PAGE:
Thursday’s would consist of mysteriously being late for hockey practice. I’d get on the ice and make up some story about how chores ran too long, the horses got out, or a meteor impacted one of the JD’s behind the barn when the truth of the matter was far worse than any of those; I had piano lessons. Regardless of being able to power through arpeggios and minor scale patterns and still not being able to raise the puck of the ground or skate backwards, I loved hockey and despised the piano. Even though the music took me further and further away from the rink, we’re excited to announce that this February, myself and The Vultures are going to be back on the ice; included on this stellar lineup beside Kathleen Edwards, Royal Canoe, Daniel Romano, Jenny Berkel and Andy Shauf (to name a few) – Get your tickets here
Archive for January, 2014
Thank you to Regina’s Leader Post for including my personal top 10 album list of 2013 in their December issue
10. The Ballad of Losing You, Zachary Lucky. Lucky’s voice wanders smooth and is complimented perfectly through the production of all 10 songs. Strong tones, stronger writing.
9. Iron Bison EP, Iron Bison. These hard hitting, rock revival purists are only going to define Regina’s rock scene in the years to come. Every song carries, at the very least, one massive riff and more grooves than a “Learn To Router” workshop.
8. The Grohl Sessions Vol. 1, Zac Brown Band. With the comments expressed about the dire state of country music this year from everybody from Tom Petty to Zac Brown himself (I’ll reserve my own opinion,) Zac and the team took it upon themselves to throw caution to the wind and do whatever the hell they wanted to do. They knocked it out of the park with an invite to have David Grohl drum and produce a four-song EP.
7. … Like Clockwork, Queens of the Stone Age. The title simply calls it as it is, QOTSA may be the tightest band around. Amid the crazy time signatures and weaving melody lines, every start and stop is punctual and emphatic — with that said, there’s a lot more space I found on this album than their previous releases.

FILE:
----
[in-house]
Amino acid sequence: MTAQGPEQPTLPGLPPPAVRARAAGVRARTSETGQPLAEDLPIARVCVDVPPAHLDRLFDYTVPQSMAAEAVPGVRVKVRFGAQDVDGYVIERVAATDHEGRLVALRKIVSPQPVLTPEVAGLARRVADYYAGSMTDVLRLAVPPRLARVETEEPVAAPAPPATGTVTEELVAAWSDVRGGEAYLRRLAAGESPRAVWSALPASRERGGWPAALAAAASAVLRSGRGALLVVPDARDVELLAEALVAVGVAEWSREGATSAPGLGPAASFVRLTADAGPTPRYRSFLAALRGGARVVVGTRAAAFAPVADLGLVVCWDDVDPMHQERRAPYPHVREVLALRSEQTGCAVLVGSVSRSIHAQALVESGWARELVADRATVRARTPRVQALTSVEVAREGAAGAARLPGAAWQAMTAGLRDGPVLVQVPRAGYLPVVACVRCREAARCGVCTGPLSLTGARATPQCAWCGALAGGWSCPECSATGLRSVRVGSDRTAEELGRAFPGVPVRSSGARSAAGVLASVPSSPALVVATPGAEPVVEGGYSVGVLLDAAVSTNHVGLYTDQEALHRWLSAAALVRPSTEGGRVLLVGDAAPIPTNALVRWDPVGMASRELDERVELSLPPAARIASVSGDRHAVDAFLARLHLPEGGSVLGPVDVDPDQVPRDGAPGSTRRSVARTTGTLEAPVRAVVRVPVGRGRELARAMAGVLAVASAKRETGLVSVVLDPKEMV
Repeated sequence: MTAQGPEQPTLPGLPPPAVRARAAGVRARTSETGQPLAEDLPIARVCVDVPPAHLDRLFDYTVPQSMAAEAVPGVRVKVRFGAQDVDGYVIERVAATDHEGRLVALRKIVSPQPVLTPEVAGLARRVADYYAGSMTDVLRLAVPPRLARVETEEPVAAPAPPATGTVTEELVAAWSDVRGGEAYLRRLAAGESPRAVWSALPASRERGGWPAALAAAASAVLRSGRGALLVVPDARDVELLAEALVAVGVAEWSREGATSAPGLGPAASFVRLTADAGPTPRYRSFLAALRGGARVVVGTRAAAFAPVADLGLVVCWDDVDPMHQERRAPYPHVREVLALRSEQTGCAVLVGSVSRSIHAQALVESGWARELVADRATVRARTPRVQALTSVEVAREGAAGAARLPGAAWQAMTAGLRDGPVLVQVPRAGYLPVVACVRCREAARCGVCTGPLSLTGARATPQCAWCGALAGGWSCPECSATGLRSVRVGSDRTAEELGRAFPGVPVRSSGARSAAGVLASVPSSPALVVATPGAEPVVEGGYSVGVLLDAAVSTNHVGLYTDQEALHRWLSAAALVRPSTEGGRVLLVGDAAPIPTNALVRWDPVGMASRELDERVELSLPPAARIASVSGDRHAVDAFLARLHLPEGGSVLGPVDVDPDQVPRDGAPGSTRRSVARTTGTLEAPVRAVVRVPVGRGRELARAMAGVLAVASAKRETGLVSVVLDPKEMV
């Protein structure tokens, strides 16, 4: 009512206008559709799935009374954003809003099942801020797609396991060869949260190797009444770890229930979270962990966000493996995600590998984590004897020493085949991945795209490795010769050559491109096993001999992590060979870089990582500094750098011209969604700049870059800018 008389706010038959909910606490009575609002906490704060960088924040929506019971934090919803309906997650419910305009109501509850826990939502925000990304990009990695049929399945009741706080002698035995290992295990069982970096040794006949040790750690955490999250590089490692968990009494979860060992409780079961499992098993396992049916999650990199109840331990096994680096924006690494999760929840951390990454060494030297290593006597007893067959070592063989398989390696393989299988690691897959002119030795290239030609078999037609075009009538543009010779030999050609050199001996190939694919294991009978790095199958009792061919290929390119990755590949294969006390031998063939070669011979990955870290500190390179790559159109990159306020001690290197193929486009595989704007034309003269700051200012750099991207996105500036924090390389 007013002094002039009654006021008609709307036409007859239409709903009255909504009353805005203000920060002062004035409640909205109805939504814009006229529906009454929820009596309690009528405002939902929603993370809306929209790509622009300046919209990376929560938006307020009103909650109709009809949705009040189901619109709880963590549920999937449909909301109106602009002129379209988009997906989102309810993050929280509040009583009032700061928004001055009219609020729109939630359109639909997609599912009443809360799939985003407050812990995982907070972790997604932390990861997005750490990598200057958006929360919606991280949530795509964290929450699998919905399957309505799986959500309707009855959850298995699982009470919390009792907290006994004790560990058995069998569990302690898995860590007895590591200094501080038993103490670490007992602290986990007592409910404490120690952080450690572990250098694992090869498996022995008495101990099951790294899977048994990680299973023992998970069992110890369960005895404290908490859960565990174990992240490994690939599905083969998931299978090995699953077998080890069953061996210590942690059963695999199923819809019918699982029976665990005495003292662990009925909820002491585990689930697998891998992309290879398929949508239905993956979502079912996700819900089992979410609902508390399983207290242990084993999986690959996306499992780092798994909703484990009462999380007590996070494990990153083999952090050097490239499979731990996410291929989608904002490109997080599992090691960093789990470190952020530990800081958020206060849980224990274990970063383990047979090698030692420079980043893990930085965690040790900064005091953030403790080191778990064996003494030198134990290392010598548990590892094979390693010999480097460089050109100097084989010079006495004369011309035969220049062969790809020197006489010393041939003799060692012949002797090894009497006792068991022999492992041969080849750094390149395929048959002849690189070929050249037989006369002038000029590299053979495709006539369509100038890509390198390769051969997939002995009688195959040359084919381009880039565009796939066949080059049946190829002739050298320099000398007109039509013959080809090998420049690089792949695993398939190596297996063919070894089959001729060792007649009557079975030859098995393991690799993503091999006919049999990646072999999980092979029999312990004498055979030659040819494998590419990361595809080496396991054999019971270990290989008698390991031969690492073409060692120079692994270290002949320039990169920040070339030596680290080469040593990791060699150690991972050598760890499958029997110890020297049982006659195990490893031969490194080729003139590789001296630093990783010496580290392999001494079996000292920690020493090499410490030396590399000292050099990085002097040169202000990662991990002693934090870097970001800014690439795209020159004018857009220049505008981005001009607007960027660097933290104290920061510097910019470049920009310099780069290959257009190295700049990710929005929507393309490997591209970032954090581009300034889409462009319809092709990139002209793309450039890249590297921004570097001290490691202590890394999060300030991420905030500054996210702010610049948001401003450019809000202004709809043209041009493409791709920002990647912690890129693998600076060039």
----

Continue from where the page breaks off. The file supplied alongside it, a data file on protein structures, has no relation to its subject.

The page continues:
6. Same Trailer, Different Park, Kacey Musgraves. Everyone from Ray Wylie Hubbard to George Strait is congratulating this album. Musgraves’ writing is quirky, witty, and strong. Everything about this release is real.
5. Like a Rose, Ashley Monroe. — Country is going to be saved through an all-female movement. This album touches on everything from drug usage to pregnancy all encompassed with a heavy heavy dose of pedal steel.
4. Let it Lie, The Bros. Landreth. The most sonically pleasing album I’ve heard in a long, long time. Our fellow Winnipeggers mixed their natural grit with a perfect amount of polish through the unparalleled musicianship, production sensibilities, and the sexiest of grooves.
3. The Wild Feathers, The Wild Feathers. I was introduced to this band as Ryan Bingham’s opening act throughout the year. Another band where the concept of a genre is never considered and the writing is totally disciplined for the sake of the song.
2. Old Yellow Moon, Emmylou Harris & Rodney Crowell. Crowell joined Harris’ Hot Band in 1975 and almost 40 years after their first collaboration, the duo proves why they are the best. Crowell’s voice is smooth and writing, as usual, is phenomenal; Harris sells every lyric she sings and displays her vibrance in every song recorded.
1. Southeastern, Jason Isbell. As a massive fan of The Drive-By Truckers, Isbell got a free pass but I had no idea that the writing would be as strong as it was. This album is my No. 1 for that reason alone; from lyrics to melody, I never found anything this year that compared in the slightest.